|June 2008 • Vol. 14 • Number 11
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Bidding Wars: Downturn prompts commercial builders to cut costs, compete
By Lynn Geiger
REGION - Business in the region’s commercial construction market has slowed markedly over the last few years—but to what extent and what has been the impact? And what are construction firms doing to make a profit? The Business News spoke to the leaders of five area commercial construction companies.
L & L Contracting of Cheboygan, which is building The Bear Co. store on U.S. 31 & Three Mile, calls the bidding wars "brutal." Photo by John Russell
It’s tough out there. The state’s economy the last three years has put considerable stresses on the regional commercial construction industry. There are fewer projects in the pipeline and, as a result, more bidders on each project. But it certainly isn’t all gloom and doom. In fact, from a client’s perspective, competitive pricing might make now an ideal time to build.
Mike VanGessel, president of Rockford Construction, pointed to less confidence from the financial community which translates to less opportunity.
“Financing is harder to get, resulting in projects being downsized, delayed or cancelled entirely,” he said.
Overall, it’s a market identified by “fewer opportunities with more competition,” added Grand Traverse Construction President Steve Fournier. “Any opportunity in today’s market is considered a good one. And as the size and scope of the job increases, we get more bidders from outside the region.”
But, in his opinion, things are starting to improve.
“It’s better today than the same time a year ago,” he said. “To a great extent, it’s still a difficult market, but ever so slightly being a little more positive.”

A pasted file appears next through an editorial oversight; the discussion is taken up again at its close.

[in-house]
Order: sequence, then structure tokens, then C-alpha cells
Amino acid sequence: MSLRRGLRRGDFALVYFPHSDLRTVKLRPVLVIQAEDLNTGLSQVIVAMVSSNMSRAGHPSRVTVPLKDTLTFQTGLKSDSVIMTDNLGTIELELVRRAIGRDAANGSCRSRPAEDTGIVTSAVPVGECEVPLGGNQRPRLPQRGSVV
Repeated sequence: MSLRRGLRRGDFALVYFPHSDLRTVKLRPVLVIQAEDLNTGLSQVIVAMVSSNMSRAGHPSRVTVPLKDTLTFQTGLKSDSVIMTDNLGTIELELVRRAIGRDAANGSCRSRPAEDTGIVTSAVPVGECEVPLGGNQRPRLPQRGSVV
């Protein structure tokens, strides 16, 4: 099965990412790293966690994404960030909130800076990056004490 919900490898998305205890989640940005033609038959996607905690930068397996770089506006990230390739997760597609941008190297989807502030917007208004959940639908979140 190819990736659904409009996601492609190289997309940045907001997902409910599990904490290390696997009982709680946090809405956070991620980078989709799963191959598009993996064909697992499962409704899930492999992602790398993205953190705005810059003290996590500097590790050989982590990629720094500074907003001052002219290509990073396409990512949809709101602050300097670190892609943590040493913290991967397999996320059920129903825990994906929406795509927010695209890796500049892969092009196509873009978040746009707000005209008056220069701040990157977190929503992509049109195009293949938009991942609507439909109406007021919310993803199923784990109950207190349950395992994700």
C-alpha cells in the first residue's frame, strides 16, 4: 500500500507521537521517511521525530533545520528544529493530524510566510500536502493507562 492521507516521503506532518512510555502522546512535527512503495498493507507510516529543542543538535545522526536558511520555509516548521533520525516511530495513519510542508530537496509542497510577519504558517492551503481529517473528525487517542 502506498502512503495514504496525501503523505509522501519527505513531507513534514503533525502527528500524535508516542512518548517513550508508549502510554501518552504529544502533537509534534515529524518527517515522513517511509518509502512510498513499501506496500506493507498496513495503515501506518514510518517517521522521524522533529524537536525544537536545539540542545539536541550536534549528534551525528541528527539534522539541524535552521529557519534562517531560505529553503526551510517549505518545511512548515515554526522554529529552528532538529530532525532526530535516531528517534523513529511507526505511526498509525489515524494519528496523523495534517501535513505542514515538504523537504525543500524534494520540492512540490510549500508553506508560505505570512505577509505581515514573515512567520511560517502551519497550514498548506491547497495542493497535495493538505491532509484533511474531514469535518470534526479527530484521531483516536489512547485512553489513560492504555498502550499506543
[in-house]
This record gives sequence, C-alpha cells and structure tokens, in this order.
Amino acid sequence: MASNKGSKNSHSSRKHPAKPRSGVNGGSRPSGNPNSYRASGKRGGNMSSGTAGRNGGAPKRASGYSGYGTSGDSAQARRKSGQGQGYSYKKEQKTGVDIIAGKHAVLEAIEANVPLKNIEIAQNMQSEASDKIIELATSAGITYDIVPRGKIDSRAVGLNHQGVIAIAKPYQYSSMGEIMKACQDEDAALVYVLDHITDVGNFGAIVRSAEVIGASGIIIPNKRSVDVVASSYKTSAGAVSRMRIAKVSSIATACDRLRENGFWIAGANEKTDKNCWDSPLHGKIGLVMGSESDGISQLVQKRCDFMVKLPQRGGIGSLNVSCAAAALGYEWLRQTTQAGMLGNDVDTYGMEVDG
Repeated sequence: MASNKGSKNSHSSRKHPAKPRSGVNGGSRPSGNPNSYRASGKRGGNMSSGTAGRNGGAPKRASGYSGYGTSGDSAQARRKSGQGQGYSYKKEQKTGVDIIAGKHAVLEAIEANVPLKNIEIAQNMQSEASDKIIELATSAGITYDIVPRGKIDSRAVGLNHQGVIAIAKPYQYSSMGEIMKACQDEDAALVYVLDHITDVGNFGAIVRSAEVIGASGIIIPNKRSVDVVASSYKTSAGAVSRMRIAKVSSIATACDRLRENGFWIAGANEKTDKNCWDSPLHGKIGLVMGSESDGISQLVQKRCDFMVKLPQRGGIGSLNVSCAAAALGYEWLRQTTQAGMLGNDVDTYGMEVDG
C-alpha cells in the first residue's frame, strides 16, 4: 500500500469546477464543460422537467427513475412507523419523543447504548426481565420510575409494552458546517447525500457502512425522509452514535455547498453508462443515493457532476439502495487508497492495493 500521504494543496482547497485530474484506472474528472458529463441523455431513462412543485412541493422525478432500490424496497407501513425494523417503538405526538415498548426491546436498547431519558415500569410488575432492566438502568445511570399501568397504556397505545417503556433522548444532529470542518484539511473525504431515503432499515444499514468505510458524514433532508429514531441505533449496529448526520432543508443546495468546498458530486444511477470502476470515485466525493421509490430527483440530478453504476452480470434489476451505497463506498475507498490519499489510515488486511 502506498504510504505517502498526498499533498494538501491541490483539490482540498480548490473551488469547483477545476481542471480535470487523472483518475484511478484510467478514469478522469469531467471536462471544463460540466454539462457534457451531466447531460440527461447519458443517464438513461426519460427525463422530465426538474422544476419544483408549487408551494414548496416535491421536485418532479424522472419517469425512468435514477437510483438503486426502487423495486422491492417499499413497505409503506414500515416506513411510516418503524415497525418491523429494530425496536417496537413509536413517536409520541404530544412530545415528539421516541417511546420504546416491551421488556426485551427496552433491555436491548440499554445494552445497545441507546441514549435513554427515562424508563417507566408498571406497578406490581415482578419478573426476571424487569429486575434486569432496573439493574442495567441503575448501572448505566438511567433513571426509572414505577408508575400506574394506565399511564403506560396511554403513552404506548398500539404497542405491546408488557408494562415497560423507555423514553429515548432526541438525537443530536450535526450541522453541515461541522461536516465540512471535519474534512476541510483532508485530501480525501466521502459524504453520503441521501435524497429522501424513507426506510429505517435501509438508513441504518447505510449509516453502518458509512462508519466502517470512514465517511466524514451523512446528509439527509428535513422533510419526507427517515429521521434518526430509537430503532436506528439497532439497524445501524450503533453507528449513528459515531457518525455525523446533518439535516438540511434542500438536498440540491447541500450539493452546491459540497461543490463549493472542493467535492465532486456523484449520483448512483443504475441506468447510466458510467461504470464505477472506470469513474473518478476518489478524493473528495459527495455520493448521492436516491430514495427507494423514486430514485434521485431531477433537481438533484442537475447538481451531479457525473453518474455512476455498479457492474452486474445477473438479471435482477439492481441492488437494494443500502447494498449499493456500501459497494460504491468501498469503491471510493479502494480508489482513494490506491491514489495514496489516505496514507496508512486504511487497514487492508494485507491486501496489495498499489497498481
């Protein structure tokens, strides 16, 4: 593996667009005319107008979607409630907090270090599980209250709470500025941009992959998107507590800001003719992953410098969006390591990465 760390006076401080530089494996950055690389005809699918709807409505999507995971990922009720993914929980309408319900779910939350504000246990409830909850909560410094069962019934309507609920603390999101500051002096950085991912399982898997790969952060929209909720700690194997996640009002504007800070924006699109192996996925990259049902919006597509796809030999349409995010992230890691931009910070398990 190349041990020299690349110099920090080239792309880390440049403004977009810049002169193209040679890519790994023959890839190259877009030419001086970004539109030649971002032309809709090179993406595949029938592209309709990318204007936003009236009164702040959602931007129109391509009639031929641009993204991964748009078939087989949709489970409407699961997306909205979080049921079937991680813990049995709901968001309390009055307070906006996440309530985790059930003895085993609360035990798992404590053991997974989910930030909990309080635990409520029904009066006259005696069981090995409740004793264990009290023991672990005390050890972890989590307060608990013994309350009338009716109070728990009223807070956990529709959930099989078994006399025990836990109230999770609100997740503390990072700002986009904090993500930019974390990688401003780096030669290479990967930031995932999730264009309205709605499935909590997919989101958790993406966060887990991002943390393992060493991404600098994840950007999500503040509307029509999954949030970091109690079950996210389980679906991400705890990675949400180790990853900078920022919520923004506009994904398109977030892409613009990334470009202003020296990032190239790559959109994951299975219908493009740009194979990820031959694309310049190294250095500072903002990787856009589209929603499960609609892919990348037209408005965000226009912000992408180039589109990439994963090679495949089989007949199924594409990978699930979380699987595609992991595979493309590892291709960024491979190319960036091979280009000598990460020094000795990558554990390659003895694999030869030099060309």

There are more general contractors bidding work in this market than Dennis Fedorinchik, president of Hallmark Construction, has ever seen in his decades in the industry.
“There is not much room for margin, or error, I might add, on bids,” Fedorinchik said. “If on a competitive bid today the low bidder is off the mark by more than one percent, it is going to be a long, difficult construction project for all involved.”
For Spence Brothers, more bidders means choosing to pass some projects by.
“Where there used to be four or five bidders on a project, now there are 10 to 12,” said Bob Spence, vice president and director of northern Michigan operations for Spence Brothers. “With lots of bidding, the margins are incredibly low. You have to decide if it’s worth your time. Right now, our sales and marketing have taken more of a front seat than our estimating.”
He added that Spence Brothers’ success in the northern Michigan market has been largely due to its carpentry and concrete tradework on large jobs as there are only a small handful of companies that can compete. But now the jobs are smaller in scope and fewer in number.
At Burdco, President Mike Brown sees a market that’s “a little soft” as well as a lack of project urgency. Nonetheless, he said his volume is up slightly in both general contracting and remodel work, areas of diversification for the company that specializes in medical offices.
“But we’re not immune to the economy,” he added. “Everybody experiences a certain degree of wondering what their next project will be.”